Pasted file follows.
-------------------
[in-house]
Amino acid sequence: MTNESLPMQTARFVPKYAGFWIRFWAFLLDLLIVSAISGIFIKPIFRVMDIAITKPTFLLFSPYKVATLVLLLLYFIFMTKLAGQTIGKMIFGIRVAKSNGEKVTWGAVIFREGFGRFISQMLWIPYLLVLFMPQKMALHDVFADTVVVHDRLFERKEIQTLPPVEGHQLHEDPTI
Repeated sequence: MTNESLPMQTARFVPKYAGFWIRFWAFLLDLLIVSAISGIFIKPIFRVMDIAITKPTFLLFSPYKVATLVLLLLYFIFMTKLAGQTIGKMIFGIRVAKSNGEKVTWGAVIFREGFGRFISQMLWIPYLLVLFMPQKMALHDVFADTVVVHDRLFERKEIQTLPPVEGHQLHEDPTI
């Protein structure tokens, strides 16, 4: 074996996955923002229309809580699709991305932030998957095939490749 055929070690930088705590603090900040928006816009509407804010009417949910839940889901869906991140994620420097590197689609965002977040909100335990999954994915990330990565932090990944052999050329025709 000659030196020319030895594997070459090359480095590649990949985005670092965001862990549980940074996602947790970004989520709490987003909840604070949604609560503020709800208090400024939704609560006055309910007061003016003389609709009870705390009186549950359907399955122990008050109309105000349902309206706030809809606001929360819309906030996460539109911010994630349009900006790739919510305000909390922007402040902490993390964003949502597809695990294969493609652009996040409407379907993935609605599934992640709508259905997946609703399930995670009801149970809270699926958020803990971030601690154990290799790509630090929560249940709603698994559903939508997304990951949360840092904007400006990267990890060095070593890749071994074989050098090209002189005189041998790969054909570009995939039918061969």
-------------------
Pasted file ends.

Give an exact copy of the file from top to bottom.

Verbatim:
[in-house]
Amino acid sequence: MTNESLPMQTARFVPKYAGFWIRFWAFLLDLLIVSAISGIFIKPIFRVMDIAITKPTFLLFSPYKVATLVLLLLYFIFMTKLAGQTIGKMIFGIRVAKSNGEKVTWGAVIFREGFGRFISQMLWIPYLLVLFMPQKMALHDVFADTVVVHDRLFERKEIQTLPPVEGHQLHEDPTI
Repeated sequence: MTNESLPMQTARFVPKYAGFWIRFWAFLLDLLIVSAISGIFIKPIFRVMDIAITKPTFLLFSPYKVATLVLLLLYFIFMTKLAGQTIGKMIFGIRVAKSNGEKVTWGAVIFREGFGRFISQMLWIPYLLVLFMPQKMALHDVFADTVVVHDRLFERKEIQTLPPVEGHQLHEDPTI
């Protein structure tokens, strides 16, 4: 074996996955923002229309809580699709991305932030998957095939490749 055929070690930088705590603090900040928006816009509407804010009417949910839940889901869906991140994620420097590197689609965002977040909100335990999954994915990330990565932090990944052999050329025709 000659030196020319030895594997070459090359480095590649990949985005670092965001862990549980940074996602947790970004989520709490987003909840604070949604609560503020709800208090400024939704609560006055309910007061003016003389609709009870705390009186549950359907399955122990008050109309105000349902309206706030809809606001929360819309906030996460539109911010994630349009900006790739919510305000909390922007402040902490993390964003949502597809695990294969493609652009996040409407379907993935609605599934992640709508259905997946609703399930995670009801149970809270699926958020803990971030601690154990290799790509630090929560249940709603698994559903939508997304990951949360840092904007400006990267990890060095070593890749071994074989050098090209002189005189041998790969054909570009995939039918061969």